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Inspection methods and cheap self-reporting procedures have been significantly employed in the field of Human- Computer Interaction for assessing the usability of interfaces, systems and technologies. However, there is a tendency to overlook aspects related to the context and features of the users during the usability assessment process. This research introduces the concept of mental workload as an aid to enhance usability measurement. A user-study has been designed and executed in the context of human-web interaction. The aim was to investigate the relationship between the perception of usability of three popular web-sites, and the mental workload imposed by a set of typical tasks executed over them. Scores obtained with the System Usability Scale were compared to the mental workload scores obtained from the NASA Task Load Index and the Workload Profile assessment procedures. Findings suggest that perception of usability and mental workload are likely to be two nonoverlapping constructs, and there is no clear evidence of their interaction. They measure two different aspects of human-system interaction and therefore they could be jointly employed to better describe user experience.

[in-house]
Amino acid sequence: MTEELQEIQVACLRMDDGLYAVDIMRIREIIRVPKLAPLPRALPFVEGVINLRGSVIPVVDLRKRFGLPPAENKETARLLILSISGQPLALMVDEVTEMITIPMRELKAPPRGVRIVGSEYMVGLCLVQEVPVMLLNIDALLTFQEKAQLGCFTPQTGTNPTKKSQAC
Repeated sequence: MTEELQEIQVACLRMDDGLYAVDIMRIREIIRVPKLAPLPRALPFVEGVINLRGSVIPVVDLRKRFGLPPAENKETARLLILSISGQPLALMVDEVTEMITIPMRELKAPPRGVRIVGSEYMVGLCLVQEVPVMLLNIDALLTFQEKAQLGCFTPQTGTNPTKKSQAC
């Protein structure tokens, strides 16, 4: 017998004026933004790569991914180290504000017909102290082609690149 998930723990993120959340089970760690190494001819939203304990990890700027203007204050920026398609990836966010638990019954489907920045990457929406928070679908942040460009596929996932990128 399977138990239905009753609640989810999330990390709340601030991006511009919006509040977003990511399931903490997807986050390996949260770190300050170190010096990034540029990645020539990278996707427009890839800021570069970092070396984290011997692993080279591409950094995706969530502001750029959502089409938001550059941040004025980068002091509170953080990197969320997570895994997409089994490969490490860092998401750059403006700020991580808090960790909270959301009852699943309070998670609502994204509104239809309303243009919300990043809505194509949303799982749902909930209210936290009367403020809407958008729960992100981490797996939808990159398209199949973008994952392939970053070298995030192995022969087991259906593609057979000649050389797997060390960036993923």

Longo, L., Barrett, S. & Dondio, P. (2009). Toward Social Search - From Explicit to Implicit Collaboration to Predict Users' Interests. WEBIST 2009 - Proceedings of the Fifth International Conference on Web Information Systems and Technologies, Lisbon, Portugal, 23-26 March. doi:10.5220/0001841406840687